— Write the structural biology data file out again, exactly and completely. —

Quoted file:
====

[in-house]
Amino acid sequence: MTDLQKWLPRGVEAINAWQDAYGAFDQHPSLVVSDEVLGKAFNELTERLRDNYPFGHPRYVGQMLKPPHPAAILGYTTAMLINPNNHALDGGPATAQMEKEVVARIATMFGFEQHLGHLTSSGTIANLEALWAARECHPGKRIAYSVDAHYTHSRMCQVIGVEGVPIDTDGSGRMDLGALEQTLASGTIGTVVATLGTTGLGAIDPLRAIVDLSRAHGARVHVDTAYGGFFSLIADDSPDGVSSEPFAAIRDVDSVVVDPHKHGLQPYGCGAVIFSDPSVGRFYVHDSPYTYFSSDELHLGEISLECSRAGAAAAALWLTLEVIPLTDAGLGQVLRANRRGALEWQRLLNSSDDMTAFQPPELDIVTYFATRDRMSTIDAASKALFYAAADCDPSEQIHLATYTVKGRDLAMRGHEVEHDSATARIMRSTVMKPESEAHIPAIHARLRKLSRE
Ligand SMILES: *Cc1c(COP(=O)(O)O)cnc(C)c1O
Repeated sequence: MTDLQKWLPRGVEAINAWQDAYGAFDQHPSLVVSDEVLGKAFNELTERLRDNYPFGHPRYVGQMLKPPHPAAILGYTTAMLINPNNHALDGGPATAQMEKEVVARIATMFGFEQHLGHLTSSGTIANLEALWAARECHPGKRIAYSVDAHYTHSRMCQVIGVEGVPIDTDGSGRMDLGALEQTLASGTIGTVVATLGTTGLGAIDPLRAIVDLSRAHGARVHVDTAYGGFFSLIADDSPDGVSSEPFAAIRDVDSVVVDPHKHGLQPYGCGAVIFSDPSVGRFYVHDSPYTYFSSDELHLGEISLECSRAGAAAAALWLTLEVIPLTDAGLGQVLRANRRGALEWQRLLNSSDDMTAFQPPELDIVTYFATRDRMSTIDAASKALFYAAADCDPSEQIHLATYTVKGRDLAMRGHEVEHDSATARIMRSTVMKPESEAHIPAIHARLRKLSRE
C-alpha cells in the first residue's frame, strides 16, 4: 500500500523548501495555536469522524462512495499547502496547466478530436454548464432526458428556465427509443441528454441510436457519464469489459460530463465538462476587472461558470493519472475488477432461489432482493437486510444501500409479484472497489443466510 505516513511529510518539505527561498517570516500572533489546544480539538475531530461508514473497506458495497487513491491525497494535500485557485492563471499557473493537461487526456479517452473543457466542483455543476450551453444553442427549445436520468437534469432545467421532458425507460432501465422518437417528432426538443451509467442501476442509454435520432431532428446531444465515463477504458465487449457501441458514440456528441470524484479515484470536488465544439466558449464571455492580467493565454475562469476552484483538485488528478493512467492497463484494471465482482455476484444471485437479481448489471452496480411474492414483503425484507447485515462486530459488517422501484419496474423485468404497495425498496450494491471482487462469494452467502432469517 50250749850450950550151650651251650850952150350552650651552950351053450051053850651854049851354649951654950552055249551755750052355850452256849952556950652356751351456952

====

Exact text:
[in-house]
Amino acid sequence: MTDLQKWLPRGVEAINAWQDAYGAFDQHPSLVVSDEVLGKAFNELTERLRDNYPFGHPRYVGQMLKPPHPAAILGYTTAMLINPNNHALDGGPATAQMEKEVVARIATMFGFEQHLGHLTSSGTIANLEALWAARECHPGKRIAYSVDAHYTHSRMCQVIGVEGVPIDTDGSGRMDLGALEQTLASGTIGTVVATLGTTGLGAIDPLRAIVDLSRAHGARVHVDTAYGGFFSLIADDSPDGVSSEPFAAIRDVDSVVVDPHKHGLQPYGCGAVIFSDPSVGRFYVHDSPYTYFSSDELHLGEISLECSRAGAAAAALWLTLEVIPLTDAGLGQVLRANRRGALEWQRLLNSSDDMTAFQPPELDIVTYFATRDRMSTIDAASKALFYAAADCDPSEQIHLATYTVKGRDLAMRGHEVEHDSATARIMRSTVMKPESEAHIPAIHARLRKLSRE
Ligand SMILES: *Cc1c(COP(=O)(O)O)cnc(C)c1O
Repeated sequence: MTDLQKWLPRGVEAINAWQDAYGAFDQHPSLVVSDEVLGKAFNELTERLRDNYPFGHPRYVGQMLKPPHPAAILGYTTAMLINPNNHALDGGPATAQMEKEVVARIATMFGFEQHLGHLTSSGTIANLEALWAARECHPGKRIAYSVDAHYTHSRMCQVIGVEGVPIDTDGSGRMDLGALEQTLASGTIGTVVATLGTTGLGAIDPLRAIVDLSRAHGARVHVDTAYGGFFSLIADDSPDGVSSEPFAAIRDVDSVVVDPHKHGLQPYGCGAVIFSDPSVGRFYVHDSPYTYFSSDELHLGEISLECSRAGAAAAALWLTLEVIPLTDAGLGQVLRANRRGALEWQRLLNSSDDMTAFQPPELDIVTYFATRDRMSTIDAASKALFYAAADCDPSEQIHLATYTVKGRDLAMRGHEVEHDSATARIMRSTVMKPESEAHIPAIHARLRKLSRE
C-alpha cells in the first residue's frame, strides 16, 4: 500500500523548501495555536469522524462512495499547502496547466478530436454548464432526458428556465427509443441528454441510436457519464469489459460530463465538462476587472461558470493519472475488477432461489432482493437486510444501500409479484472497489443466510 505516513511529510518539505527561498517570516500572533489546544480539538475531530461508514473497506458495497487513491491525497494535500485557485492563471499557473493537461487526456479517452473543457466542483455543476450551453444553442427549445436520468437534469432545467421532458425507460432501465422518437417528432426538443451509467442501476442509454435520432431532428446531444465515463477504458465487449457501441458514440456528441470524484479515484470536488465544439466558449464571455492580467493565454475562469476552484483538485488528478493512467492497463484494471465482482455476484444471485437479481448489471452496480411474492414483503425484507447485515462486530459488517422501484419496474423485468404497495425498496450494491471482487462469494452467502432469517 50250749850450950550151650651251650850952150350552650651552950351053450051053850651854049851354649951654950552055249551755750052355850452256849952556950652356751351456952